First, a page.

I'd like to see Mauer win it, not because the award changes anything about him but because it would be a little bit more on his side when his Hall of Fame credentials are up for debate. I've said this before, repeatedly: He's done the heavy lifting for Cooperstown.

Monday, October 16, 2017

On Duensing and the Cubs bullpen

Joe Maddon, the manager of the defending champs, is taking some criticism in the wake of Sunday's game, which was decided without the participation of Wade Davis, the Cubs' best reliever and closer (the two concepts are not identical). #OldFriend Brian Duensing opened the bottom of the ninth for the Cubbies, and John Lackey ended it with a gopher ball. Duensing took the loss.

Maddon, postgame, on Davis:

“He had limited pitches. It was one inning only, and in these circumstances you don’t get him up and then don’t get him in. So if we had caught the lead, he would have pitched. That’s it.”

I buy that. Davis threw 45 pitches in that bizarre Game 5 to beat the Nationals. He hasn't worked that deep in years, probably since the Royals gave up trying to make him a starter. I'm sure Maddon's preference was not to use him at all.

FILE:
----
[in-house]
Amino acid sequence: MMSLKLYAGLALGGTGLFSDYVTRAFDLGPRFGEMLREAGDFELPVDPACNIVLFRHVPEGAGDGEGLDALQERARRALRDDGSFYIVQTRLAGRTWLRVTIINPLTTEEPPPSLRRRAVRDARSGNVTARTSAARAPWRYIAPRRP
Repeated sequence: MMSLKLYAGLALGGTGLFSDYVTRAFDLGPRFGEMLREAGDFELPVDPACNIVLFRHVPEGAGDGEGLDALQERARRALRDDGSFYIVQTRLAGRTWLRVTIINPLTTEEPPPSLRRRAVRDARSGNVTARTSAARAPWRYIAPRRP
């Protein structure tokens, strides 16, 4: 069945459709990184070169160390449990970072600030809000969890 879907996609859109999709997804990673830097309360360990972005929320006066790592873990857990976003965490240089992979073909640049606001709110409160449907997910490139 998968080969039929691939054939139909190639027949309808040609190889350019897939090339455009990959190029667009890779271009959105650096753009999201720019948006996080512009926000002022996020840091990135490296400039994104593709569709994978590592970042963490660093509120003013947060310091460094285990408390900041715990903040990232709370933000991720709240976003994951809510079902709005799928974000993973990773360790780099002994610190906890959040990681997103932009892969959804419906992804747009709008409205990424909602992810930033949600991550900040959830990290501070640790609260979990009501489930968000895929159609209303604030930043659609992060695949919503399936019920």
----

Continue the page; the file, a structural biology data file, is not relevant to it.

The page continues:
Maddon appears to be managing the Cubs as if they don't have a lockdown bullpen right now, even though a number of relievers had strong seasons.

Duensing was one of those. Not just a 2.74 ERA. but 61 strikeouts in 62.1 innings. He coughed up only one lead for the Cubs. He didn't have a big platoon split; in fact, he held righties to a lower slugging percentage. A nice season for the former Twin.

The Cubs pitching staff is based on its solid rotation (Jon Lester, Jake Arrieta, Kyle Kendricks, Jose Quintana). But Maddon, by choice or circumstances, is getting just five innings or so a game out of these guys. Which means the bullpen has to pick up the rest, and he rode Davis really hard against the Nationals. He went through three of his middle bullpen guys Sunday (Carl Edwards Jr., Pedro Strop and Duensing) before turning to fifth-starter Lackey.

The decisions Maddon made in previous games led to the decsions he made Sunday. He couldn't go deep with Lester because he was on short rest after pitching 3.2 innings in relief Thursday. Davis's availability was limited. He hasn't gotten a quality start since Game Two against the Nationals, and the bullpen coughed that one away.

Maybe today's offday will straighten things out. Seven or eight innings from Tuesday's starter would help more.